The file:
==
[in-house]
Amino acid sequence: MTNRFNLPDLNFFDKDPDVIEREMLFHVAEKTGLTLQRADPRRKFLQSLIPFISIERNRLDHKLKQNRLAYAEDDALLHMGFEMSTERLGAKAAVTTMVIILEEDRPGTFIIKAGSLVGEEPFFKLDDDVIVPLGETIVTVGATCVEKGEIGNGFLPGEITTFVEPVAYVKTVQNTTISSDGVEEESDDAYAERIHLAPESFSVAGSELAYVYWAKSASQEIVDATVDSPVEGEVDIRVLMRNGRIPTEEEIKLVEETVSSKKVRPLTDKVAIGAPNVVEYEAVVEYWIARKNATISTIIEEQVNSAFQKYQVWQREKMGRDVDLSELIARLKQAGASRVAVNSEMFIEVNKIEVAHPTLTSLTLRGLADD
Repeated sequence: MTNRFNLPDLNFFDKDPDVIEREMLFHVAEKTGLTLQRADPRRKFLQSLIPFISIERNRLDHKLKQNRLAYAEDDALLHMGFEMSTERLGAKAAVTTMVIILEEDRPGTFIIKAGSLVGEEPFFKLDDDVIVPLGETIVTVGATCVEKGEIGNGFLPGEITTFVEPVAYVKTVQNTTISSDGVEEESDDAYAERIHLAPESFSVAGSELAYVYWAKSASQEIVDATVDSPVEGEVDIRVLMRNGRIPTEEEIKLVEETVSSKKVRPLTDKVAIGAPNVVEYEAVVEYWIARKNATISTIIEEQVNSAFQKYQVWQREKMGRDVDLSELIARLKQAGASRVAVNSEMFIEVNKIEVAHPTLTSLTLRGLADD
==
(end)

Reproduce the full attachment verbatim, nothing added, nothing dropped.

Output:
[in-house]
Amino acid sequence: MTNRFNLPDLNFFDKDPDVIEREMLFHVAEKTGLTLQRADPRRKFLQSLIPFISIERNRLDHKLKQNRLAYAEDDALLHMGFEMSTERLGAKAAVTTMVIILEEDRPGTFIIKAGSLVGEEPFFKLDDDVIVPLGETIVTVGATCVEKGEIGNGFLPGEITTFVEPVAYVKTVQNTTISSDGVEEESDDAYAERIHLAPESFSVAGSELAYVYWAKSASQEIVDATVDSPVEGEVDIRVLMRNGRIPTEEEIKLVEETVSSKKVRPLTDKVAIGAPNVVEYEAVVEYWIARKNATISTIIEEQVNSAFQKYQVWQREKMGRDVDLSELIARLKQAGASRVAVNSEMFIEVNKIEVAHPTLTSLTLRGLADD
Repeated sequence: MTNRFNLPDLNFFDKDPDVIEREMLFHVAEKTGLTLQRADPRRKFLQSLIPFISIERNRLDHKLKQNRLAYAEDDALLHMGFEMSTERLGAKAAVTTMVIILEEDRPGTFIIKAGSLVGEEPFFKLDDDVIVPLGETIVTVGATCVEKGEIGNGFLPGEITTFVEPVAYVKTVQNTTISSDGVEEESDDAYAERIHLAPESFSVAGSELAYVYWAKSASQEIVDATVDSPVEGEVDIRVLMRNGRIPTEEEIKLVEETVSSKKVRPLTDKVAIGAPNVVEYEAVVEYWIARKNATISTIIEEQVNSAFQKYQVWQREKMGRDVDLSELIARLKQAGASRVAVNSEMFIEVNKIEVAHPTLTSLTLRGLADD